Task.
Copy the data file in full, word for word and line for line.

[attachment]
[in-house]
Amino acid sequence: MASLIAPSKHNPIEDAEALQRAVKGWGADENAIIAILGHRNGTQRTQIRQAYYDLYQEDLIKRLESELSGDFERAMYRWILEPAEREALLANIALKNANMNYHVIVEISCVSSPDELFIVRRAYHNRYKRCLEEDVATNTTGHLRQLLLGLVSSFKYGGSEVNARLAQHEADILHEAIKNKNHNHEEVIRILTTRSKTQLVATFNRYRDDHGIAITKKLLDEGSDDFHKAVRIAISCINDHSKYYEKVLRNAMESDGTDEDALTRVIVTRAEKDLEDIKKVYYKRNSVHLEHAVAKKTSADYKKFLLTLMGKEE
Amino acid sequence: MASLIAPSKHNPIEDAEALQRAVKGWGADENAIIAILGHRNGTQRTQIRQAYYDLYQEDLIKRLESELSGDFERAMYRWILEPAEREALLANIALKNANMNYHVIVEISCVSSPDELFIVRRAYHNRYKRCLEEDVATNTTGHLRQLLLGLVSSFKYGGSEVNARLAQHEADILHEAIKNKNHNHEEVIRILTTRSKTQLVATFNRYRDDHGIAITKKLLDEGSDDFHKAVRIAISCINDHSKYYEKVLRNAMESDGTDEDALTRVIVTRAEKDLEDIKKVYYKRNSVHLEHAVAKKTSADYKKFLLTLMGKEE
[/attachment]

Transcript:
[in-house]
Amino acid sequence: MASLIAPSKHNPIEDAEALQRAVKGWGADENAIIAILGHRNGTQRTQIRQAYYDLYQEDLIKRLESELSGDFERAMYRWILEPAEREALLANIALKNANMNYHVIVEISCVSSPDELFIVRRAYHNRYKRCLEEDVATNTTGHLRQLLLGLVSSFKYGGSEVNARLAQHEADILHEAIKNKNHNHEEVIRILTTRSKTQLVATFNRYRDDHGIAITKKLLDEGSDDFHKAVRIAISCINDHSKYYEKVLRNAMESDGTDEDALTRVIVTRAEKDLEDIKKVYYKRNSVHLEHAVAKKTSADYKKFLLTLMGKEE
Amino acid sequence: MASLIAPSKHNPIEDAEALQRAVKGWGADENAIIAILGHRNGTQRTQIRQAYYDLYQEDLIKRLESELSGDFERAMYRWILEPAEREALLANIALKNANMNYHVIVEISCVSSPDELFIVRRAYHNRYKRCLEEDVATNTTGHLRQLLLGLVSSFKYGGSEVNARLAQHEADILHEAIKNKNHNHEEVIRILTTRSKTQLVATFNRYRDDHGIAITKKLLDEGSDDFHKAVRIAISCINDHSKYYEKVLRNAMESDGTDEDALTRVIVTRAEKDLEDIKKVYYKRNSVHLEHAVAKKTSADYKKFLLTLMGKEE